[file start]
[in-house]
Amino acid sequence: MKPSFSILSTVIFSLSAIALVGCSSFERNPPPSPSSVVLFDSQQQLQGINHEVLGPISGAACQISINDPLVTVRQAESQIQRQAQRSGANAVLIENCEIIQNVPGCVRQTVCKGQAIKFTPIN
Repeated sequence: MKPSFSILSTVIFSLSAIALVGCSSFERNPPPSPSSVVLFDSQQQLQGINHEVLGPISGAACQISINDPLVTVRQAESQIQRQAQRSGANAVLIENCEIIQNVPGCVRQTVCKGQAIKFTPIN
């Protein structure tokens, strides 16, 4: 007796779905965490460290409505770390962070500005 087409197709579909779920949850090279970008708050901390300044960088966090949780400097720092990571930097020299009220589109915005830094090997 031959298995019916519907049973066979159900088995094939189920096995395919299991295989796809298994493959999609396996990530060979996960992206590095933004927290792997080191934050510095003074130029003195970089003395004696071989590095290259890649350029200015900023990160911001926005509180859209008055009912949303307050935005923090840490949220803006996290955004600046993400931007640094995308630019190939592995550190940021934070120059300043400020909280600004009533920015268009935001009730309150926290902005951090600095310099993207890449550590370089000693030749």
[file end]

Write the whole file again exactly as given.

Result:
[in-house]
Amino acid sequence: MKPSFSILSTVIFSLSAIALVGCSSFERNPPPSPSSVVLFDSQQQLQGINHEVLGPISGAACQISINDPLVTVRQAESQIQRQAQRSGANAVLIENCEIIQNVPGCVRQTVCKGQAIKFTPIN
Repeated sequence: MKPSFSILSTVIFSLSAIALVGCSSFERNPPPSPSSVVLFDSQQQLQGINHEVLGPISGAACQISINDPLVTVRQAESQIQRQAQRSGANAVLIENCEIIQNVPGCVRQTVCKGQAIKFTPIN
């Protein structure tokens, strides 16, 4: 007796779905965490460290409505770390962070500005 087409197709579909779920949850090279970008708050901390300044960088966090949780400097720092990571930097020299009220589109915005830094090997 031959298995019916519907049973066979159900088995094939189920096995395919299991295989796809298994493959999609396996990530060979996960992206590095933004927290792997080191934050510095003074130029003195970089003395004696071989590095290259890649350029200015900023990160911001926005509180859209008055009912949303307050935005923090840490949220803006996290955004600046993400931007640094995308630019190939592995550190940021934070120059300043400020909280600004009533920015268009935001009730309150926290902005951090600095310099993207890449550590370089000693030749």